Making young people in Cornwall aware of the signs of exploitation

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Young people in Cornwall may be unaware they are being exploited, and that’s why Our Safeguarding Children Partnership for Cornwall and the Isles of Scilly has launched a new phase of their campaign - #CETHESIGNS.

It will focus on helping young people to understand different types of exploitation; what signs to watch out for, and the help and support that’s available to them if they’re worried about themselves or a friend or family member.   

Much of the content for this new phase of the campaign has been co-designed with the help of young people, thanks to support from colleagues at the Cornwall College Group, HeadStart Kernow and Young People Cornwall. 

Mike Carnall from The Cornwall College Group said: “I think it’s really important that young people have helped us to shape this next phase of the campaign.

“It will hopefully encourage other young people to get on board in learning what to watch out for when it comes to exploitation and, most importantly, let them know that there are people here to help them if they’re worried about themselves or someone they know.”

Children and young adults in Cornwall are not immune to exploitation and this campaign has been designed to increase public awareness of the signs and indicators. This body of work links into the new three-year Cornwall Exploitation Strategy from 2020-2023 for children and young adults aged up to 25.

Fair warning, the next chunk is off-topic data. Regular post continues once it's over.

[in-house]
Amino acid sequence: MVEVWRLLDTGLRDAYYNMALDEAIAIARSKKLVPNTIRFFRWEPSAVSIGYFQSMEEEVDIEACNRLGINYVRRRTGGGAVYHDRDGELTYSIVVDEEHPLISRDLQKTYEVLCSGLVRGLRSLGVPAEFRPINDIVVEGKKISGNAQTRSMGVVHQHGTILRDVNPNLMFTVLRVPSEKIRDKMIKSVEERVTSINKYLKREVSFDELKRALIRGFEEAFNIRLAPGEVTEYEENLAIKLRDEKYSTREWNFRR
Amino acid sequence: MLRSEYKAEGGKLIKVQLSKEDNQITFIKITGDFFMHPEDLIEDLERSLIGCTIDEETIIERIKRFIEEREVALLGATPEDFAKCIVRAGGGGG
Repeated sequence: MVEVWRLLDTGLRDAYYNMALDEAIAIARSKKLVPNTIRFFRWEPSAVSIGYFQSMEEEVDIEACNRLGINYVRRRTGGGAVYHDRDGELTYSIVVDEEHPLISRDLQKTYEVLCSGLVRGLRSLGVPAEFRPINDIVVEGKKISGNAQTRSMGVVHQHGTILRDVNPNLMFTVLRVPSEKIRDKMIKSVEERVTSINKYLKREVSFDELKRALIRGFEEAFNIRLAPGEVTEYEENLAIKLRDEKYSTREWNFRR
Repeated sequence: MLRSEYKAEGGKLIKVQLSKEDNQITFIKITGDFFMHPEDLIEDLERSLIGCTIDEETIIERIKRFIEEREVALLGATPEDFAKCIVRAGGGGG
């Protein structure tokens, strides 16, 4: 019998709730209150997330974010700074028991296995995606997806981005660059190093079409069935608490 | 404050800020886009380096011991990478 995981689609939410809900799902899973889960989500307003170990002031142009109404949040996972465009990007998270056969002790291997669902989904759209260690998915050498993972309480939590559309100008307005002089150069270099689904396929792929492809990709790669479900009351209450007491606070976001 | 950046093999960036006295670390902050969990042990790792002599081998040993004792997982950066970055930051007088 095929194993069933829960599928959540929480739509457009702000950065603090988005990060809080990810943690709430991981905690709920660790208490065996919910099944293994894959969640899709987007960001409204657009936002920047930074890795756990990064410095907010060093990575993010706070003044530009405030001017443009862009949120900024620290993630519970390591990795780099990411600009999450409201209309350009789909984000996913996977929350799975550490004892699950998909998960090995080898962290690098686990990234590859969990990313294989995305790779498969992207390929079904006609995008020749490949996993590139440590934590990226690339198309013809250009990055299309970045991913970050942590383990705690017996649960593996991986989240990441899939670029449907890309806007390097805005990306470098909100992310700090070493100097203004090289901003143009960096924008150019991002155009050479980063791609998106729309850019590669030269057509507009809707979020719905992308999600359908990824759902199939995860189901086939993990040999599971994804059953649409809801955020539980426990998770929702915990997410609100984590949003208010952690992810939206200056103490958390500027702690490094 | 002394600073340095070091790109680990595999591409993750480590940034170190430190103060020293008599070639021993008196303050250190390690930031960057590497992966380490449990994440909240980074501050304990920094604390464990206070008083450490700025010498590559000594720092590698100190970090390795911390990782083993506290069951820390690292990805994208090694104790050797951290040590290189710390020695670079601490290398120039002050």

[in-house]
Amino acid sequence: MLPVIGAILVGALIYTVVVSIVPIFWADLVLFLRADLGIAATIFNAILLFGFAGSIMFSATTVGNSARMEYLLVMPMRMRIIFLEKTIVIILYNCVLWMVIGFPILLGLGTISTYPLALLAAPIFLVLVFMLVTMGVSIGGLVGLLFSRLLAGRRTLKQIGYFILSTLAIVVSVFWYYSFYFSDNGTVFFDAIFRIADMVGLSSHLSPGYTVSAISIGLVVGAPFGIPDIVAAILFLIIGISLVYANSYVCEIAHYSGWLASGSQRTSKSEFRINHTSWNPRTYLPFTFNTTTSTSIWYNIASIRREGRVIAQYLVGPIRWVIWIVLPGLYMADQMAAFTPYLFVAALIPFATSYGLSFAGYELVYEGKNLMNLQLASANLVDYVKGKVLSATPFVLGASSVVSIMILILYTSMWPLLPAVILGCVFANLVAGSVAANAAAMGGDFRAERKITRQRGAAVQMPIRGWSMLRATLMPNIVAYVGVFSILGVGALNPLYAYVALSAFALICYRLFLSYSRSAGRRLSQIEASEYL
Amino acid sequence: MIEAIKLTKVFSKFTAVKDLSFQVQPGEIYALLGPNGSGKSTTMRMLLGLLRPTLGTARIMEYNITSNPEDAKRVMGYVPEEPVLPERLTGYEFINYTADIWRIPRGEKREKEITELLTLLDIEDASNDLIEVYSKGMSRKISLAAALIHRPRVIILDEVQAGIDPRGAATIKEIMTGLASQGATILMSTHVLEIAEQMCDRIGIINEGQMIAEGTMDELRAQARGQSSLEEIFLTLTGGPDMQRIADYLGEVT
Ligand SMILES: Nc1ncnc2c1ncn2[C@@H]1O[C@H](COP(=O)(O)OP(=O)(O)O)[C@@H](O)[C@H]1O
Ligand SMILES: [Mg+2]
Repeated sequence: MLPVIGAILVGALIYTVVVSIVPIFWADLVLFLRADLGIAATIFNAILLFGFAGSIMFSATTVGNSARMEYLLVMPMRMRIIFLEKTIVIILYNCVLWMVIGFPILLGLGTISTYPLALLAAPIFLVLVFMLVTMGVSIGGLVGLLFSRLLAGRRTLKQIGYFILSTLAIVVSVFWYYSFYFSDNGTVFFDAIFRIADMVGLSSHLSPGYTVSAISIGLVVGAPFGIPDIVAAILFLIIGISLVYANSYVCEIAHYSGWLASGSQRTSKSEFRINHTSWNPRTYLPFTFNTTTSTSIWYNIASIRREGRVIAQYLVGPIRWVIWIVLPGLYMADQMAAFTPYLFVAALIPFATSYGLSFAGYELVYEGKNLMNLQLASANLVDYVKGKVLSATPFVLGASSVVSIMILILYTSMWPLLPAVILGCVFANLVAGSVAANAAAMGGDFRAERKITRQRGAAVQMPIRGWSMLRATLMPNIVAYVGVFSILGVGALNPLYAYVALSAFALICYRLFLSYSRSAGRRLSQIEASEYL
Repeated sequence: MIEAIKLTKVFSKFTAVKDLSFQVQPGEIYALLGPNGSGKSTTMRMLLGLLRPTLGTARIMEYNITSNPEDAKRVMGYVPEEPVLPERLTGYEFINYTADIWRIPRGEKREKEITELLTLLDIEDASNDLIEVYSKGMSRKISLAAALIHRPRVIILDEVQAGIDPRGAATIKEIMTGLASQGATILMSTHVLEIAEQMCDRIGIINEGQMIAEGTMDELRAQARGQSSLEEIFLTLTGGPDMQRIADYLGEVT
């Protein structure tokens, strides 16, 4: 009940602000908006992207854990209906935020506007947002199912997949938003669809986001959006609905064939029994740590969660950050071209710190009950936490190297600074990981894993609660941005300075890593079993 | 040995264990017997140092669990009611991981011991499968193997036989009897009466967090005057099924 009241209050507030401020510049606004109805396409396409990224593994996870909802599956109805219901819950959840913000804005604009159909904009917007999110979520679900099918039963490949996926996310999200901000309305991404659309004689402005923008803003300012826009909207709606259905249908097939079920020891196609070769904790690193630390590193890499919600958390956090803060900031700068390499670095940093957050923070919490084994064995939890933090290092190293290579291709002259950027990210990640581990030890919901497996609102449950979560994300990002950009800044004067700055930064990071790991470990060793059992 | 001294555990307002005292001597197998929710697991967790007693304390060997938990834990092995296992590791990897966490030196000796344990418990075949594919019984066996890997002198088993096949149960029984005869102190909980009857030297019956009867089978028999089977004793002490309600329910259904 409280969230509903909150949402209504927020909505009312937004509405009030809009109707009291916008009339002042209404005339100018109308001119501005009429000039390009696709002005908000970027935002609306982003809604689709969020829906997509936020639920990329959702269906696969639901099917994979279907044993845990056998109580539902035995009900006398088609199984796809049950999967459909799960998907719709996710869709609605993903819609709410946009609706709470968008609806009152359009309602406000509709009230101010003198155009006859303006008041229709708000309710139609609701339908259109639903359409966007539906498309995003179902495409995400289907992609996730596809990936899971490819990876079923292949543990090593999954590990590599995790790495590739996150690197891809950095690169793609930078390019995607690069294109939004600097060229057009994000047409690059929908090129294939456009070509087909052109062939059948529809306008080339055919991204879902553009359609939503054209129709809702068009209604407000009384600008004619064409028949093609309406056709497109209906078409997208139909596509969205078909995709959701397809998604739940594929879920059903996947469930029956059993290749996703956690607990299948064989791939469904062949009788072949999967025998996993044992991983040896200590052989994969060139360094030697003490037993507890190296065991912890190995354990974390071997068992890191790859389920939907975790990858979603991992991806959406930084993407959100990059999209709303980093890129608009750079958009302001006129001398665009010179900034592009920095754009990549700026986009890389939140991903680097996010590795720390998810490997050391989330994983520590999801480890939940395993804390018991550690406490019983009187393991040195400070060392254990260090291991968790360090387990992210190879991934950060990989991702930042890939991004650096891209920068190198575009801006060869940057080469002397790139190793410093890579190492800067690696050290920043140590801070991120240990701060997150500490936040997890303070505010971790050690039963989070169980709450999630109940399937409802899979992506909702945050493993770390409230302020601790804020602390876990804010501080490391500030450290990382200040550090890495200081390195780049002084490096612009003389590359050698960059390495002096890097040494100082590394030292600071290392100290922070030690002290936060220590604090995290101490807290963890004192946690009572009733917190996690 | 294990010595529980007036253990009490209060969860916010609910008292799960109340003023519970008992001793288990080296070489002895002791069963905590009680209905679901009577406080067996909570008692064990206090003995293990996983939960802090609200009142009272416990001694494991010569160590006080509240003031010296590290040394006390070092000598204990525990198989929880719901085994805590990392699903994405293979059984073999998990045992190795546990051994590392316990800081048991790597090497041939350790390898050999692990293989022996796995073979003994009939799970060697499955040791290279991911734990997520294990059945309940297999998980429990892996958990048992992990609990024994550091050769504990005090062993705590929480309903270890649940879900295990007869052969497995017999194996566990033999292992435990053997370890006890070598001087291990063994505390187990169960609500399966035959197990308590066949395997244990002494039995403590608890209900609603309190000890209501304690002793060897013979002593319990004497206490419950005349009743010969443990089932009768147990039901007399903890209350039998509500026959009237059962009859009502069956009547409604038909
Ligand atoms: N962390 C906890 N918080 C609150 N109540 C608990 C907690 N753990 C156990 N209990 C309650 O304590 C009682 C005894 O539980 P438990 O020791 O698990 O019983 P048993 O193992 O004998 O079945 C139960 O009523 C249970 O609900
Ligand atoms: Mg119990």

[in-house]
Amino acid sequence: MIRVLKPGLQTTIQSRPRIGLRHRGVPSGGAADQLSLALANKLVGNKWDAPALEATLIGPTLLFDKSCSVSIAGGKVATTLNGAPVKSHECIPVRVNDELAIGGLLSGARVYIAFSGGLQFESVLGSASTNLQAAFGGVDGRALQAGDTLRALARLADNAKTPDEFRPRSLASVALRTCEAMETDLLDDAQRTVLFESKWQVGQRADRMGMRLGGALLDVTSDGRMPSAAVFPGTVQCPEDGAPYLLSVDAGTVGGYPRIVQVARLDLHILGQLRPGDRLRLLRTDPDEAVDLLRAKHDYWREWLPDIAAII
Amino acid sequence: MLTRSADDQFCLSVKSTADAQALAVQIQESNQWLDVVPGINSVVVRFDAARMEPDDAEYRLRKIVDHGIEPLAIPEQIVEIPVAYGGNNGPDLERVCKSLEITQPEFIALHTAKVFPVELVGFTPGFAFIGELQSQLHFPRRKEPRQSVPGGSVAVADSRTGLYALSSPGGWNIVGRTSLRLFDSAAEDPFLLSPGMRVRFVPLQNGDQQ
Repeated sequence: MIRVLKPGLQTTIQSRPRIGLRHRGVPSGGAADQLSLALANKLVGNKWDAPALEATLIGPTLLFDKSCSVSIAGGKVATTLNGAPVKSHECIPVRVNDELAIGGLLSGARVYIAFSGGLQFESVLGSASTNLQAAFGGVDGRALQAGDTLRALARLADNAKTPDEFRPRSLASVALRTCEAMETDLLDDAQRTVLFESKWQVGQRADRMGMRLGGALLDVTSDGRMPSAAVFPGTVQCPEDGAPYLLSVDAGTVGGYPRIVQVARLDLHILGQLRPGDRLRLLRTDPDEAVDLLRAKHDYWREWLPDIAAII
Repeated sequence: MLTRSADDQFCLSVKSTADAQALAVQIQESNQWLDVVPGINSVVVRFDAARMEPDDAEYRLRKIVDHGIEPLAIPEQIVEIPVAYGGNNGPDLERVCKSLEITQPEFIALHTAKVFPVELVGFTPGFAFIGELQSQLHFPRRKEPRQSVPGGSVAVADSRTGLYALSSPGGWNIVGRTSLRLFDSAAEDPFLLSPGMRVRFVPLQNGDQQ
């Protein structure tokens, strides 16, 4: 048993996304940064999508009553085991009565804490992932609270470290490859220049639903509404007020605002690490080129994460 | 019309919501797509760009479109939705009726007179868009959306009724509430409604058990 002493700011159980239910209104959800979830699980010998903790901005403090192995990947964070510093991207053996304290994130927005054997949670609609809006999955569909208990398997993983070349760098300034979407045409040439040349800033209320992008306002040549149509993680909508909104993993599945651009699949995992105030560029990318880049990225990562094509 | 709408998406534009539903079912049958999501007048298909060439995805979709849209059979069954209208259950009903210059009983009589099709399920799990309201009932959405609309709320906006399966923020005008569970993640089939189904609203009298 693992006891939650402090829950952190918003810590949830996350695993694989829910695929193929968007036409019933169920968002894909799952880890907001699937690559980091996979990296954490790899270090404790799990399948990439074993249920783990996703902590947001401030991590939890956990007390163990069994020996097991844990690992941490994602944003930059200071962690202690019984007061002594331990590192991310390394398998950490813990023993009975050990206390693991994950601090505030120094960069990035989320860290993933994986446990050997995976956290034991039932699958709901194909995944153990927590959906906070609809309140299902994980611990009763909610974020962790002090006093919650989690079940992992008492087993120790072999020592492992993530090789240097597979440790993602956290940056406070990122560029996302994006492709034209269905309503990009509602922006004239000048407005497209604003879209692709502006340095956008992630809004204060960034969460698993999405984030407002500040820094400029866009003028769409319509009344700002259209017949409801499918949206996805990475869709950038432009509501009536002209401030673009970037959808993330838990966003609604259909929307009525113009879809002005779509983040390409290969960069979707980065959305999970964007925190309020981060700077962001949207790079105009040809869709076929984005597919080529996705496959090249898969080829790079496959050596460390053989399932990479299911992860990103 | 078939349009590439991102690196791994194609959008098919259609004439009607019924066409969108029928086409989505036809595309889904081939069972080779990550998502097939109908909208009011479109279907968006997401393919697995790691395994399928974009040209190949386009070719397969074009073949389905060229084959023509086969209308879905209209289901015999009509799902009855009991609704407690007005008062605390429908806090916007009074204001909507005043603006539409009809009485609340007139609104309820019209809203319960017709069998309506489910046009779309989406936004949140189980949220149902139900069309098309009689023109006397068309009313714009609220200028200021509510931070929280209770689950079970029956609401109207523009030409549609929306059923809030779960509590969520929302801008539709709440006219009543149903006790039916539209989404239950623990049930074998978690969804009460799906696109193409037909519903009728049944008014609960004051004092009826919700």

Cabinet Member for Children, Public Health and Wellbeing at Cornwall Council, Sally Hawken, said: “The important thing to remember is that children and young people don’t always realise what’s happening to them.

“Offenders use all sorts of tactics to get young people to do things for them – whether that’s befriending them, giving them gifts and money, or making them think that they owe some kind of debt – and a young person might even think they’ve agreed to what’s happening.

“But we also know that those who exploit children and young people will often resort to violence and threats when they don’t get what they want; that’s why it is so important for us to make sure that we’re educating young people on the signs to look out for and the routes for reporting any concerns – even if they’re not completely sure that it’s exploitation.”

You can find more information on the campaign by visiting the OSCP’s website, where you’ll also find a host of free campaign resources.

How can someone get help?

If you are, or you think a friend is, being exploited or abused then it’s important to know that help is available.  You can contact the police directly on 101 or 999 if you are in immediate danger. You can also ring Childline for help and advice on 0800 11 11.

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